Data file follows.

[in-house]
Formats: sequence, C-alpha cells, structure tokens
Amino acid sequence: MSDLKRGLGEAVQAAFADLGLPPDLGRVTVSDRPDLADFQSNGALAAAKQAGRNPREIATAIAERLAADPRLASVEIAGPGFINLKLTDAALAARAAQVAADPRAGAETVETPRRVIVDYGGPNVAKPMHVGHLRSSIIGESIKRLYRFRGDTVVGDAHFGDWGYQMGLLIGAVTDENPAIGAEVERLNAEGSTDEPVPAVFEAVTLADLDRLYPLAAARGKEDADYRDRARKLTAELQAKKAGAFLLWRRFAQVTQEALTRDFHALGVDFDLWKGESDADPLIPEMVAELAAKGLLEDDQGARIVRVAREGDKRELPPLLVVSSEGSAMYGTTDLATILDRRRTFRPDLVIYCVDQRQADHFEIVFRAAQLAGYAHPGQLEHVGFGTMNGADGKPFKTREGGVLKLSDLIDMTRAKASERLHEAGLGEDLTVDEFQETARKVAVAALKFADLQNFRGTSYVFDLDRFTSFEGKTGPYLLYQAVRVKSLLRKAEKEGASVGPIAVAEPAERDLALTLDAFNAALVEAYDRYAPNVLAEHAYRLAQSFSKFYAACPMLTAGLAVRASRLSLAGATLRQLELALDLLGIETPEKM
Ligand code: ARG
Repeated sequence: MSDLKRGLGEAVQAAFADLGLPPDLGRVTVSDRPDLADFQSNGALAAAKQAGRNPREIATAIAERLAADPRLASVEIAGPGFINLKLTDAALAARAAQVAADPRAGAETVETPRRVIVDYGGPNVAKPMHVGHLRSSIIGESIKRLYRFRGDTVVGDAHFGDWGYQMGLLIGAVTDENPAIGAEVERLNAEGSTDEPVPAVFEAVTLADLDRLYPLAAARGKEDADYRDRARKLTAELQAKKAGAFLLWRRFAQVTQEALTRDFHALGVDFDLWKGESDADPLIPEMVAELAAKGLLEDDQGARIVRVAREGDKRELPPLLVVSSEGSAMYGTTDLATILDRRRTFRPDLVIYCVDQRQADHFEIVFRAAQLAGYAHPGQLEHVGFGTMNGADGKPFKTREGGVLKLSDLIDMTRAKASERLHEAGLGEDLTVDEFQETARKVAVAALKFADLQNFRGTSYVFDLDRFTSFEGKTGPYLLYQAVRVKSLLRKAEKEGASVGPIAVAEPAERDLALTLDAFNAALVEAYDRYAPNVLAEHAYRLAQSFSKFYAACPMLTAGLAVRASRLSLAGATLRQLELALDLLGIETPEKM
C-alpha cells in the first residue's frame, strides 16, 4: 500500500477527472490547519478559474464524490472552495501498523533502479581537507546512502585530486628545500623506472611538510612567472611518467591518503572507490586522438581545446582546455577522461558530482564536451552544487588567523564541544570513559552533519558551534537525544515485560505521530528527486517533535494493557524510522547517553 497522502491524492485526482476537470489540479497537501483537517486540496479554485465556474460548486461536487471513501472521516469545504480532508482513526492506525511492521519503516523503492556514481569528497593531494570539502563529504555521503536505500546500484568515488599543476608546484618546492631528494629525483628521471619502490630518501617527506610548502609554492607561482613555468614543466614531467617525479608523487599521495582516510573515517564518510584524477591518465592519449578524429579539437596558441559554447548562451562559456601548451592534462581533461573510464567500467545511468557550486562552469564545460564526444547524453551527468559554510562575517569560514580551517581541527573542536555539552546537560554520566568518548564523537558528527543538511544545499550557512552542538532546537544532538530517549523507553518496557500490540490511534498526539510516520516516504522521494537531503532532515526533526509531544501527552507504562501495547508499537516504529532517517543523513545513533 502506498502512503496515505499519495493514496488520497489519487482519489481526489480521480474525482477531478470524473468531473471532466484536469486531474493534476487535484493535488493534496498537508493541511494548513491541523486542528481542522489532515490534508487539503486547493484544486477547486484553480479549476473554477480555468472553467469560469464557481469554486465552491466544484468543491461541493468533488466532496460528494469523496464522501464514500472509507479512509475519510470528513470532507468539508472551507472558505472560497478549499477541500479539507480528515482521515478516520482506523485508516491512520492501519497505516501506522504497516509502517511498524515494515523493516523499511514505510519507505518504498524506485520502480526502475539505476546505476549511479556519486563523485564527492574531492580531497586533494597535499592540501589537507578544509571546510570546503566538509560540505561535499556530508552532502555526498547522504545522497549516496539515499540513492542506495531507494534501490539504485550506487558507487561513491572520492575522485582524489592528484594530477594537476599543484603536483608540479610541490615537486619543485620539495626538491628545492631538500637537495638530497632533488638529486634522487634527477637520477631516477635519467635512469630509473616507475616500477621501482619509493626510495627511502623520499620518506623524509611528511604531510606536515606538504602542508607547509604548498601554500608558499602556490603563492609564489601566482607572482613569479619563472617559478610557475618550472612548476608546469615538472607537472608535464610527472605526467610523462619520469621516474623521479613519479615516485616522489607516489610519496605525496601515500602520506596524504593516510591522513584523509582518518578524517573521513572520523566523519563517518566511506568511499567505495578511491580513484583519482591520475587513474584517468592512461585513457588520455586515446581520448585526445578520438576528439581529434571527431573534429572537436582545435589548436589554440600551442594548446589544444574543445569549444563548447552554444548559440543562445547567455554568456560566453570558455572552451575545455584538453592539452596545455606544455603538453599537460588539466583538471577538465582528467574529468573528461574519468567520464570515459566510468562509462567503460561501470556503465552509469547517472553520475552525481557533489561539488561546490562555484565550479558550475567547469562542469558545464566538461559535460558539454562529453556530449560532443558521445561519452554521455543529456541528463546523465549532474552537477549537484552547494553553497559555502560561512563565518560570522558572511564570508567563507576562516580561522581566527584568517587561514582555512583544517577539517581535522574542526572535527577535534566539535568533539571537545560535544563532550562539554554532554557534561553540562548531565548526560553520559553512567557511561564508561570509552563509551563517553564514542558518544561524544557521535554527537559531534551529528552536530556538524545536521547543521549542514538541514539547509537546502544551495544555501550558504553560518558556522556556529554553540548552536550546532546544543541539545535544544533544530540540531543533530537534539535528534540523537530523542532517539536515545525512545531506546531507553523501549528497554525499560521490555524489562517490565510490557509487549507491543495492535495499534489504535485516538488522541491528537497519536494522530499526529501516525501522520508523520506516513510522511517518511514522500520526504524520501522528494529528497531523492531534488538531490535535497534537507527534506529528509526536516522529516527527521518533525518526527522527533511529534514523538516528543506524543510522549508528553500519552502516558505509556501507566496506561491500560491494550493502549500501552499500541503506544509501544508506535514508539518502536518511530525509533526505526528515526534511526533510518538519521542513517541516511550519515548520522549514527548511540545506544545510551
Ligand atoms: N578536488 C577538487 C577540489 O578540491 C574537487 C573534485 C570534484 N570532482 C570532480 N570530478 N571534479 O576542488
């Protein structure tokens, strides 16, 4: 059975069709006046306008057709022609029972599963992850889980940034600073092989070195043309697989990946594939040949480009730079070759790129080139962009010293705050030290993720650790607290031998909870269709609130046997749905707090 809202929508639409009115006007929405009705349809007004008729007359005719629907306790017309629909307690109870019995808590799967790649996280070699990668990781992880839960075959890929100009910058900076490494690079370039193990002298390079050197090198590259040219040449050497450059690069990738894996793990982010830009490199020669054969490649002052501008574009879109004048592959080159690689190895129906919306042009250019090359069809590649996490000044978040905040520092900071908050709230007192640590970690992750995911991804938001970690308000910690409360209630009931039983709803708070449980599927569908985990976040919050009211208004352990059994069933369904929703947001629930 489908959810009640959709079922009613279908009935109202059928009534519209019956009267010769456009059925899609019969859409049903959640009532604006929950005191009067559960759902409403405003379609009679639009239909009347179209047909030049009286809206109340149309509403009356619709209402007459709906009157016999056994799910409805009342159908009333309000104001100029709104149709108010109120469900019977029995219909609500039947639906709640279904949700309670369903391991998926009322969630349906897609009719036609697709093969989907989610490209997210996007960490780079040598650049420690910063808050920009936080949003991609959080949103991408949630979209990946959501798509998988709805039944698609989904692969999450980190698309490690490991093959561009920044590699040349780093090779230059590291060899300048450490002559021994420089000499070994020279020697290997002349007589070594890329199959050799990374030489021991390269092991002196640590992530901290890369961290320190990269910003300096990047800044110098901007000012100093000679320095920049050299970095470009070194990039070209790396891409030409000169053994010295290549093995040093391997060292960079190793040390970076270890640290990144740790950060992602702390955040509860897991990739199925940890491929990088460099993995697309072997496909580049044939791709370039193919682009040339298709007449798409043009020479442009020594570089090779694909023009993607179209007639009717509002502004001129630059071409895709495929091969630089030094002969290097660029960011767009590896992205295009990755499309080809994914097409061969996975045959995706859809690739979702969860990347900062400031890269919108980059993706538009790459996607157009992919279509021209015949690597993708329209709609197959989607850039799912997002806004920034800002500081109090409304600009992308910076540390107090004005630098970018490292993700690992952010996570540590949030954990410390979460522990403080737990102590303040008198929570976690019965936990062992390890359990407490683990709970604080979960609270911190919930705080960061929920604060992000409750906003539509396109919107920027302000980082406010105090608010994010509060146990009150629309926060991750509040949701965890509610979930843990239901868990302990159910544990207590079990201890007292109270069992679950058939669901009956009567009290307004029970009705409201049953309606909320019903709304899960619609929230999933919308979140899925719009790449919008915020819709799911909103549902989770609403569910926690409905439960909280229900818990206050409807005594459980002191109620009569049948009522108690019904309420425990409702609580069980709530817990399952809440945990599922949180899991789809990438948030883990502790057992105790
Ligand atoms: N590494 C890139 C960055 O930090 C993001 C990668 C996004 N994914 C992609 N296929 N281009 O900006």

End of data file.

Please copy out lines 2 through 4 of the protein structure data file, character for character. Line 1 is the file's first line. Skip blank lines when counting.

Formats: sequence, C-alpha cells, structure tokens
Amino acid sequence: MSDLKRGLGEAVQAAFADLGLPPDLGRVTVSDRPDLADFQSNGALAAAKQAGRNPREIATAIAERLAADPRLASVEIAGPGFINLKLTDAALAARAAQVAADPRAGAETVETPRRVIVDYGGPNVAKPMHVGHLRSSIIGESIKRLYRFRGDTVVGDAHFGDWGYQMGLLIGAVTDENPAIGAEVERLNAEGSTDEPVPAVFEAVTLADLDRLYPLAAARGKEDADYRDRARKLTAELQAKKAGAFLLWRRFAQVTQEALTRDFHALGVDFDLWKGESDADPLIPEMVAELAAKGLLEDDQGARIVRVAREGDKRELPPLLVVSSEGSAMYGTTDLATILDRRRTFRPDLVIYCVDQRQADHFEIVFRAAQLAGYAHPGQLEHVGFGTMNGADGKPFKTREGGVLKLSDLIDMTRAKASERLHEAGLGEDLTVDEFQETARKVAVAALKFADLQNFRGTSYVFDLDRFTSFEGKTGPYLLYQAVRVKSLLRKAEKEGASVGPIAVAEPAERDLALTLDAFNAALVEAYDRYAPNVLAEHAYRLAQSFSKFYAACPMLTAGLAVRASRLSLAGATLRQLELALDLLGIETPEKM
Ligand code: ARG